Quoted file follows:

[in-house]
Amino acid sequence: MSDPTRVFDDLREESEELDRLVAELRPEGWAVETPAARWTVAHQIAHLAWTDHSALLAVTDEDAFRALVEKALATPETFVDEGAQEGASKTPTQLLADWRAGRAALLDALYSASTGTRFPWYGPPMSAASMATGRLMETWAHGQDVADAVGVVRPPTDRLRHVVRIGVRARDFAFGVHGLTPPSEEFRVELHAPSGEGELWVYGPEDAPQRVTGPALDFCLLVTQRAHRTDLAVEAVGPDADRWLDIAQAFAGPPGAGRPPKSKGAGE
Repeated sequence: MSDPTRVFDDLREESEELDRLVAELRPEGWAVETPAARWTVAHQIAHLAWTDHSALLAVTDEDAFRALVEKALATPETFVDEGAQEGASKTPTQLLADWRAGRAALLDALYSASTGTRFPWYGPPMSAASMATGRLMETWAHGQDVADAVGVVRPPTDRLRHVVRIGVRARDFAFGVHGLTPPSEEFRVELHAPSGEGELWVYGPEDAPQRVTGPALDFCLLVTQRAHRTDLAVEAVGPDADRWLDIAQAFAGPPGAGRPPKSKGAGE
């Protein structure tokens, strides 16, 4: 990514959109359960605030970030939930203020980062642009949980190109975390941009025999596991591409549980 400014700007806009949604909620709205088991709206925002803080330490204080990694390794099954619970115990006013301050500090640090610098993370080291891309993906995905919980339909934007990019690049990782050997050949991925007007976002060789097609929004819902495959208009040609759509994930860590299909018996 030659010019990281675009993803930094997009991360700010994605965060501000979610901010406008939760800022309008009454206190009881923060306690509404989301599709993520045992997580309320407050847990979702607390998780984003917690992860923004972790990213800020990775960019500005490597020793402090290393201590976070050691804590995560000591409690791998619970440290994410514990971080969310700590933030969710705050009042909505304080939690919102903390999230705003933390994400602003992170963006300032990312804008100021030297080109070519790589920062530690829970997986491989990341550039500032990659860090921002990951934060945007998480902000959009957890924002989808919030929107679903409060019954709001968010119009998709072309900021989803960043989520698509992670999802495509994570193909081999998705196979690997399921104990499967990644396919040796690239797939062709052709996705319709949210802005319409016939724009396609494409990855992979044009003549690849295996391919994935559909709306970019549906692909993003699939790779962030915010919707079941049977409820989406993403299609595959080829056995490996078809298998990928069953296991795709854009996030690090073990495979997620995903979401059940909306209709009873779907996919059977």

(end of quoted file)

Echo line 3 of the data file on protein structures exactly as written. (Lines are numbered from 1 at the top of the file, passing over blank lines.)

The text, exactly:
Repeated sequence: MSDPTRVFDDLREESEELDRLVAELRPEGWAVETPAARWTVAHQIAHLAWTDHSALLAVTDEDAFRALVEKALATPETFVDEGAQEGASKTPTQLLADWRAGRAALLDALYSASTGTRFPWYGPPMSAASMATGRLMETWAHGQDVADAVGVVRPPTDRLRHVVRIGVRARDFAFGVHGLTPPSEEFRVELHAPSGEGELWVYGPEDAPQRVTGPALDFCLLVTQRAHRTDLAVEAVGPDADRWLDIAQAFAGPPGAGRPPKSKGAGE